With Mubarak and protesters refusing to budge, the armed forces could decide the country's fate
On July 23, 1952, a small group of Egyptian military officers, later dubbed the "Free Officers," took advantage of simmering popular resentments against the ineffectual King Farouk and the lingering British colonial presence to seize power. The military-backed regime they installed on that day has remained in power, in one form or another, ever since. The fate of the successor to that regime -- President Hosni Mubarak -- now hangs in the balance, to be determined by a different but still-powerful group of military officers. With Mubarak's decision to retrench in the face of the unprecedented political demonstrations throughout the country, he must now rely on the military and its willingness to suppress the tens of thousands Egyptians still in the streets.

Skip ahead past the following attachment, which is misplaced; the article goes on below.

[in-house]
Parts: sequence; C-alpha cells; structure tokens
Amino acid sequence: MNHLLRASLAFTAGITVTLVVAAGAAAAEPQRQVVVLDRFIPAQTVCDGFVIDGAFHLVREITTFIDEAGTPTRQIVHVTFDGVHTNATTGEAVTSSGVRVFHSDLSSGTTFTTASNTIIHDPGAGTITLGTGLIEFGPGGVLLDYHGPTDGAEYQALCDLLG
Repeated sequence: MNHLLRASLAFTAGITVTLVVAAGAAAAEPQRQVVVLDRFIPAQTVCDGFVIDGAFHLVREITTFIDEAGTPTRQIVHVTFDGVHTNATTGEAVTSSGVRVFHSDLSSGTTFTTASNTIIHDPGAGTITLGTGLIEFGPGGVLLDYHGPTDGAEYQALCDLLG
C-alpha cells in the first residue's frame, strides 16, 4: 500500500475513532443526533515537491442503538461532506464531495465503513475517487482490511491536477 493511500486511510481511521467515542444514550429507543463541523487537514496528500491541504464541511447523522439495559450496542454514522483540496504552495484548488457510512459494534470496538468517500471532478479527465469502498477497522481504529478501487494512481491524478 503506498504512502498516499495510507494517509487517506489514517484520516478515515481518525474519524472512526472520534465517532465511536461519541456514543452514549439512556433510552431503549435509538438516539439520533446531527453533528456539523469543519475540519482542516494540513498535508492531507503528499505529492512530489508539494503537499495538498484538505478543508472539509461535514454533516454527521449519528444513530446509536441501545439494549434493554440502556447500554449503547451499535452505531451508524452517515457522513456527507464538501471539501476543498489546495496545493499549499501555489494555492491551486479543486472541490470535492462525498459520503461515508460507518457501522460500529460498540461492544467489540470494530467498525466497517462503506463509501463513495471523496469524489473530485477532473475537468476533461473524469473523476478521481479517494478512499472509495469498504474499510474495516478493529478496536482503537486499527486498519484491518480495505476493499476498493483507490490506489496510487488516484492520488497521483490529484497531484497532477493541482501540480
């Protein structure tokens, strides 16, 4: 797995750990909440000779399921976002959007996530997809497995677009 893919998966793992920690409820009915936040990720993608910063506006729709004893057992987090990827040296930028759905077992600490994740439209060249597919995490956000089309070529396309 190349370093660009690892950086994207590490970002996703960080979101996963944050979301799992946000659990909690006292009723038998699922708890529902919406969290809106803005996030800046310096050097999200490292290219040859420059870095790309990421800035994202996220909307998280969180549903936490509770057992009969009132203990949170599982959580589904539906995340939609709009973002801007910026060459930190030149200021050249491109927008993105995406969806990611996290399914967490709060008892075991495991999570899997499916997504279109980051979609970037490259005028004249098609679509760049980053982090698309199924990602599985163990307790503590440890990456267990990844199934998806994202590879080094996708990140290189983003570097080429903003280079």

When armored personnel carriers filled with soldiers began making their way into the heart of Cairo and other cities in Egypt on Friday January 28th, they were greeted with receptivity by protestors, who saw in the much-respected military a potential ally in their uprising against the regime. No doubt, the recent experience in Tunisia, where the military stepped in resoundingly on the side of the demonstrations and hastened the fall of the repressive regime of President Ben Ali, was fresh in their mind. The Tunisian military had intervened against the police forces, burnishing their image as popular heroes who shared the patriotic concerns of the brave Tunisians who defied the regime. The scenes that unfolded in Egypt made clear that the protestors there hoped to force a similar split between the security forces, run by the Ministry of the Interior, and the military.